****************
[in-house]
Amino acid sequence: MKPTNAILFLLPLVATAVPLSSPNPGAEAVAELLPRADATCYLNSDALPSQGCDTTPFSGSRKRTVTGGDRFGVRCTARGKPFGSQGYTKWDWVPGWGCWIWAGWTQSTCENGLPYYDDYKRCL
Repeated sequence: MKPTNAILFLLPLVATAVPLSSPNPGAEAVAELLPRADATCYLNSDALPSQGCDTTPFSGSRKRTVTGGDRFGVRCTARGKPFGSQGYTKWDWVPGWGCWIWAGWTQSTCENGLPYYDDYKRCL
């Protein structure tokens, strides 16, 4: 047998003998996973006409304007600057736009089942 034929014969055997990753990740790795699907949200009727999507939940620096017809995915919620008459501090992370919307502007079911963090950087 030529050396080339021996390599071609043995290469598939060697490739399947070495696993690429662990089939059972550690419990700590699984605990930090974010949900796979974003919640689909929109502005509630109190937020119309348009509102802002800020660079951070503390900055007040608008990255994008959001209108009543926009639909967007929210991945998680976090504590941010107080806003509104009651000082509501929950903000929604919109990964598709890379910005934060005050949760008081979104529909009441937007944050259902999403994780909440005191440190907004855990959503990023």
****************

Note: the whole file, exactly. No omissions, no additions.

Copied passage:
[in-house]
Amino acid sequence: MKPTNAILFLLPLVATAVPLSSPNPGAEAVAELLPRADATCYLNSDALPSQGCDTTPFSGSRKRTVTGGDRFGVRCTARGKPFGSQGYTKWDWVPGWGCWIWAGWTQSTCENGLPYYDDYKRCL
Repeated sequence: MKPTNAILFLLPLVATAVPLSSPNPGAEAVAELLPRADATCYLNSDALPSQGCDTTPFSGSRKRTVTGGDRFGVRCTARGKPFGSQGYTKWDWVPGWGCWIWAGWTQSTCENGLPYYDDYKRCL
């Protein structure tokens, strides 16, 4: 047998003998996973006409304007600057736009089942 034929014969055997990753990740790795699907949200009727999507939940620096017809995915919620008459501090992370919307502007079911963090950087 030529050396080339021996390599071609043995290469598939060697490739399947070495696993690429662990089939059972550690419990700590699984605990930090974010949900796979974003919640689909929109502005509630109190937020119309348009509102802002800020660079951070503390900055007040608008990255994008959001209108009543926009639909967007929210991945998680976090504590941010107080806003509104009651000082509501929950903000929604919109990964598709890379910005934060005050949760008081979104529909009441937007944050259902999403994780909440005191440190907004855990959503990023």